By Jon Peterson and Sharon Simonson
San Francisco-based TMG Partners and its capital source, Alcion Ventures, have received six letters of intent from existing tenants looking to expand and other tenants looking for a toehold at 1550 Bryant St., the former beer brewery building that the two acquired a week and a day ago.
The Boston-based opportunity fund manager and TMG paid $36 million, or $197 a square foot, to purchase The Hamm’s Building, according to brokerage and real estate financial services company Jones Lang LaSalle. That is half or less than half of the asset’s replacement cost, JLL said.
The investors plan a $15 million, 18-month indoor improvement program, which should begin immediately, said Adam Chall, the TMG Partner who spearheaded the purchase. He expects to select an architect for that work right away. “Historically, when people converted industrial buildings in the 20th century, they tried to hide that the building was industrial, and they built around the old industrial character,” Chall said. “We want to bring that back.”
The building is notable for its chunky appearance and 12-story tower, the upper floors of which afford panoramic views of the Bay Area, he said. The building’s largest footprint, on the bottom floor, is 26,000 square feet; its smallest is 3,000 square feet in the penthouse at the top of the tower.
Thirty percent to 40 percent of the building’s leases expire in the next several years, and all of the tenants in the building now have below market-rate rents, Chall said. The new owners don’t expect to lose any current tenants. The 183,000 square-foot building was 85 percent leased at closing.
Alcion made the investment for its Alcion Real Estate Fund II, a closed-end commingled fund with an opportunistic investment strategy begun with $497 million in equity raised in early 2010.
Investors in the fund are projected to achieve a 20 percent internal rate of return before fees, according to documents from the Arizona Public Safety Retirement System, a public pension fund that has committed $25 million to Alcion Real Estate Fund II.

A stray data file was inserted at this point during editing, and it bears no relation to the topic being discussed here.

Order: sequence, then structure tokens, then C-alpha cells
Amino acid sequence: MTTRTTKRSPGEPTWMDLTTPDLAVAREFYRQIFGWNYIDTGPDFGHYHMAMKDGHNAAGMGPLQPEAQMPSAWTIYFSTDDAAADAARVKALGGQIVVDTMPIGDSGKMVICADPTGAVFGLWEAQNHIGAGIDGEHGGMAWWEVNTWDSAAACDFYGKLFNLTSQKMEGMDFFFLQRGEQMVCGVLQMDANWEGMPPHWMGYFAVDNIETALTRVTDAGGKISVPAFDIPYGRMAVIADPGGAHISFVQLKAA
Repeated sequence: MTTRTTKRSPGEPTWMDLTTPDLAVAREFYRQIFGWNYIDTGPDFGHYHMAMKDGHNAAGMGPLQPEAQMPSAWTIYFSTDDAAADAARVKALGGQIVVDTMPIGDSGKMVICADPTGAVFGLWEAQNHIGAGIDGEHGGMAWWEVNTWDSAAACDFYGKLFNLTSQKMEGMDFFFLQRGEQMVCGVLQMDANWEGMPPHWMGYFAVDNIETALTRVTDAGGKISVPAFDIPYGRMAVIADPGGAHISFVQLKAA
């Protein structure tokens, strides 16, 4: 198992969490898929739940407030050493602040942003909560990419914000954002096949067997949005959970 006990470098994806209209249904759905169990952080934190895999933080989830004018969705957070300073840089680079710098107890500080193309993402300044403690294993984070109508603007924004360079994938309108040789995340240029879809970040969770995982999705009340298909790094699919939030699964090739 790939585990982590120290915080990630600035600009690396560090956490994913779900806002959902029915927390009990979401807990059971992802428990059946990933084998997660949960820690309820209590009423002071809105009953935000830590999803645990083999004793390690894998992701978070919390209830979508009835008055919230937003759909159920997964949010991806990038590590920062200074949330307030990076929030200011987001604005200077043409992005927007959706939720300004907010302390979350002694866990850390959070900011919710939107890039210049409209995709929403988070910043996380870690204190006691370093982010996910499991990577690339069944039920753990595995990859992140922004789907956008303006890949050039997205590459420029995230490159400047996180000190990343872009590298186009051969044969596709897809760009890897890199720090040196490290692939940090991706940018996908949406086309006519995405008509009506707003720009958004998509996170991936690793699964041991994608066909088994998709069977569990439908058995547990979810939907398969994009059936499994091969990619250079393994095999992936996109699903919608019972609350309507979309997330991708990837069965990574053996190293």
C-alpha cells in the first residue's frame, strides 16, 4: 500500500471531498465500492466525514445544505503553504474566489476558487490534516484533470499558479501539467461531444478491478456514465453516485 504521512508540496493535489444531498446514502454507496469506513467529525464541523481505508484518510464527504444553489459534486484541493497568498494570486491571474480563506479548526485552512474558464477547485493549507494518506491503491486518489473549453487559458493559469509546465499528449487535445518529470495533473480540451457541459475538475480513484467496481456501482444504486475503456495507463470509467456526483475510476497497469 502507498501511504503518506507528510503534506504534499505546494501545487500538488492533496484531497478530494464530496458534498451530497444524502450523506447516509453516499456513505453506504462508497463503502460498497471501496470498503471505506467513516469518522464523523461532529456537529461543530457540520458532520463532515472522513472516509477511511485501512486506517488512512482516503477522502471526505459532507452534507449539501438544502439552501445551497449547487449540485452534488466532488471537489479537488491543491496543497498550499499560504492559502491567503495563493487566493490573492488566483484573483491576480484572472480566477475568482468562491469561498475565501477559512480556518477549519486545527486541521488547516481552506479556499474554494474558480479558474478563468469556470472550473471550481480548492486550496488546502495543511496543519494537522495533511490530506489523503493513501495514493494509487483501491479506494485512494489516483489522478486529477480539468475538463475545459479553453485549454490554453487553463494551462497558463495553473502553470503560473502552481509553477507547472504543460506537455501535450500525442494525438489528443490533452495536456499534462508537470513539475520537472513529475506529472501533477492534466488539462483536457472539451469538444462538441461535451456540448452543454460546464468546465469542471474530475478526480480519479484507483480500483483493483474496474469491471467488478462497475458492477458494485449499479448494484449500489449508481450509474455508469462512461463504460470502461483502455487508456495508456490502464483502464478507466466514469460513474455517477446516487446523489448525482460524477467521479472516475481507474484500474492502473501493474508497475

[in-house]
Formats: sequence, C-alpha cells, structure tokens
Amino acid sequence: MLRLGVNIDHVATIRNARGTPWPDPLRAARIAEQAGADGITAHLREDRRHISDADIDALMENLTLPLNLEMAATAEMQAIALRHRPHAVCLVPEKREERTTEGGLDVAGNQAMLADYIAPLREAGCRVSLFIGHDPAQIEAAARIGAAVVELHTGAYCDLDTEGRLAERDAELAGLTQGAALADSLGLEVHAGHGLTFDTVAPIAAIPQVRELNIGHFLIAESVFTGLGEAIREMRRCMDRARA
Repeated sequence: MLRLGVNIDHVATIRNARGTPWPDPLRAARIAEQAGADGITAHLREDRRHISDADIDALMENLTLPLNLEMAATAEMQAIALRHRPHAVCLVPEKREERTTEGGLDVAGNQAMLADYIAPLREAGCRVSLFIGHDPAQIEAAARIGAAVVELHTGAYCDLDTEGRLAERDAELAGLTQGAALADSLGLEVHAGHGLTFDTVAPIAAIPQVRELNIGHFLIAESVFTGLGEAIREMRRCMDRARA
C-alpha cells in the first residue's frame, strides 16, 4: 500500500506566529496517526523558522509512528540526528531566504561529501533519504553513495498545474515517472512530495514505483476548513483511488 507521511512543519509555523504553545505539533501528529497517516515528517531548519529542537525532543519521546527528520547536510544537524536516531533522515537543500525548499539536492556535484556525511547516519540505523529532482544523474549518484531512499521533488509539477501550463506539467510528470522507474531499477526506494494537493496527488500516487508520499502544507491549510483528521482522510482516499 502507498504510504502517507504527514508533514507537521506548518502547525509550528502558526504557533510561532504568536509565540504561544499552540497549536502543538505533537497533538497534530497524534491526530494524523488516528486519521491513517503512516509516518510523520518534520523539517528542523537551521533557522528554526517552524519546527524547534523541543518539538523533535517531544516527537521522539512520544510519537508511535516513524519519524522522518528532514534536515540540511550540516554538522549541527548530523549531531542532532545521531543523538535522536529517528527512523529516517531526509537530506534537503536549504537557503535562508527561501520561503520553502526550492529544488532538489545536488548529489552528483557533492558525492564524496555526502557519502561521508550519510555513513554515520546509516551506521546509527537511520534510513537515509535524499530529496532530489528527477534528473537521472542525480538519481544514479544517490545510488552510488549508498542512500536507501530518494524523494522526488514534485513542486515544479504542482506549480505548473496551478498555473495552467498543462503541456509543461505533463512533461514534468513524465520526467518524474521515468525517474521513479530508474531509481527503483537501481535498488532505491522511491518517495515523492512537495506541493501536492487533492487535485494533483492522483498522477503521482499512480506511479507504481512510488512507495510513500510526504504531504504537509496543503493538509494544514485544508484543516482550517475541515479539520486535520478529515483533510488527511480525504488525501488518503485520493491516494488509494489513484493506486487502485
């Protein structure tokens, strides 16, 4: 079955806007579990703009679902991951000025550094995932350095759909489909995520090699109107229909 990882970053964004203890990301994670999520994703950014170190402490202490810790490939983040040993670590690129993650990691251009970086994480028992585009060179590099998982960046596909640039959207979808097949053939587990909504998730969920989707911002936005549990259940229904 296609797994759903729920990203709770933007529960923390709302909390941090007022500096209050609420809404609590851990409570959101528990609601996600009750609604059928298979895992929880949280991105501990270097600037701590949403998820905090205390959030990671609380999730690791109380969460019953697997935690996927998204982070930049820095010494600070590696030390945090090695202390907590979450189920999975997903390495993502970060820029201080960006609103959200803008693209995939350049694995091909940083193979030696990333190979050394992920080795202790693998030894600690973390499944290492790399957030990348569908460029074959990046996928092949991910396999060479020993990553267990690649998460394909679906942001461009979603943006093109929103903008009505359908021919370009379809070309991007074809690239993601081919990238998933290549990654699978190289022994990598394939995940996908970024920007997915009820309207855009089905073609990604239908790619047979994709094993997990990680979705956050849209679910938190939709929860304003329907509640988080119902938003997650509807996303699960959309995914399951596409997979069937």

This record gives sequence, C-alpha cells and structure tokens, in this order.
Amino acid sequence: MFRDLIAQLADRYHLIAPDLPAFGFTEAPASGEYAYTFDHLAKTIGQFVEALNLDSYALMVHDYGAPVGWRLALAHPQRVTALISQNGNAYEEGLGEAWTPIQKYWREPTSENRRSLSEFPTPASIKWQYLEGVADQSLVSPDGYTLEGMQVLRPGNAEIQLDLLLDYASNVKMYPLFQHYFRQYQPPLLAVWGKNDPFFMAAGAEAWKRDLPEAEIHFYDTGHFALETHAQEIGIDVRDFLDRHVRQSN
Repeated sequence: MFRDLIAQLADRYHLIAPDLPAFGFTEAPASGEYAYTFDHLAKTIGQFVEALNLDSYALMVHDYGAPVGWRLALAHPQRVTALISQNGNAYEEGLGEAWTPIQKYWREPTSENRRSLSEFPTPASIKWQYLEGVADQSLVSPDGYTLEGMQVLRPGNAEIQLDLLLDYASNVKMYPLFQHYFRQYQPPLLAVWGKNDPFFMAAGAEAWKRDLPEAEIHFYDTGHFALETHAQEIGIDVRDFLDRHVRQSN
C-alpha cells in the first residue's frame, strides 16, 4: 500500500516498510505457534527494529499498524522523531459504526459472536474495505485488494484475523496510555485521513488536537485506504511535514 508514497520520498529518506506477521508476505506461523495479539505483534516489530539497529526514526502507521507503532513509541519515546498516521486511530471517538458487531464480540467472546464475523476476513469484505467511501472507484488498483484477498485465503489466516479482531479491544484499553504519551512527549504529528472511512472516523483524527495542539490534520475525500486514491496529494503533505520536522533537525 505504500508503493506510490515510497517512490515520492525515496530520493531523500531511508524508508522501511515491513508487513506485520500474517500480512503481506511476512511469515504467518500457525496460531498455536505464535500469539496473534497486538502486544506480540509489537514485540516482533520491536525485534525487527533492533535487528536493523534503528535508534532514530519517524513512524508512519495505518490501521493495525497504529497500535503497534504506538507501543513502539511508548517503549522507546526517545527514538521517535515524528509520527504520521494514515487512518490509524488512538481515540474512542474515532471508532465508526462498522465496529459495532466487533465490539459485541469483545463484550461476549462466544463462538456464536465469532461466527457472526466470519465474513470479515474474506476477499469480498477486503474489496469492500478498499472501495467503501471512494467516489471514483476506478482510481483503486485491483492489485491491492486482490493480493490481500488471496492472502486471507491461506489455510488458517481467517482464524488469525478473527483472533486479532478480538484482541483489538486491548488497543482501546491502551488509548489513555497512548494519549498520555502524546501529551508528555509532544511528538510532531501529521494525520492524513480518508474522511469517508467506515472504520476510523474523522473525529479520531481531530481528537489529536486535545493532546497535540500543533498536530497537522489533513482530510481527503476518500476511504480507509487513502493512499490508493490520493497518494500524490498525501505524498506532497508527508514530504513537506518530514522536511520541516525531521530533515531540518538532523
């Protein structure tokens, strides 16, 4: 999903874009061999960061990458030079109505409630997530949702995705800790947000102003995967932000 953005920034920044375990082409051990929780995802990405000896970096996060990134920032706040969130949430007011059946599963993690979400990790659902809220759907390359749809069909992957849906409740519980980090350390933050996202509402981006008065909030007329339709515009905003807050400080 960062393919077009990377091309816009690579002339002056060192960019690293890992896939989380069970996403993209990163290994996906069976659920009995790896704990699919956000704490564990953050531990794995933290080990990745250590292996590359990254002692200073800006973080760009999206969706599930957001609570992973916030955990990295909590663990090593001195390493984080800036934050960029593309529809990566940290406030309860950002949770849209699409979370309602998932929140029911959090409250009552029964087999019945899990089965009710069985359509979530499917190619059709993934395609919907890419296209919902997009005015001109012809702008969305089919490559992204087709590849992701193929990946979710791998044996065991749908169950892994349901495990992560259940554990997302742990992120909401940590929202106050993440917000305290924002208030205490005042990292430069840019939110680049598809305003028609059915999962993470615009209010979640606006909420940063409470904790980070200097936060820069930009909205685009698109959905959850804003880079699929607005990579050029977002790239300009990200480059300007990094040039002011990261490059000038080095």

The investment period for the fund runs until the middle of 2013. The manager expects to put 65 percent leverage on the fund on a portfolio basis.
The Bryant Street property is the second for the Alcion fund in the San Francisco Bay Area this year. In February it paid around $60 a square foot to buy the 234,000 square foot Legacy Bayside Business Park in Fremont, also with TMG.
Mark Potter, a founding partner with Alcion, said his company is now looking to buy other properties in the Bay Area, including apartments, retail and office buildings. It is mainly interested in San Francisco and the Silicon Valley and is considering new development “or a repositioning where we would look to improve the overall quality of the complex,” Potter said. “We have been looking at some apartment deals in San Francisco” already.
The Hamm’s Building is situated in what TMG identifies as the “SoMa Social Media Triangle” submarket, which is characterized by the industrial quality of the building stock, including the ever-popular brick-and-timber construction and concrete buildings with high ceilings. Though the geography is outside the area that most people identify as SoMa proper—though what constitutes SoMa itself depends on who is doing the defining—the nature of the tenant base and the quality of the neighborhood is indistinguishable from SoMa, Chall said.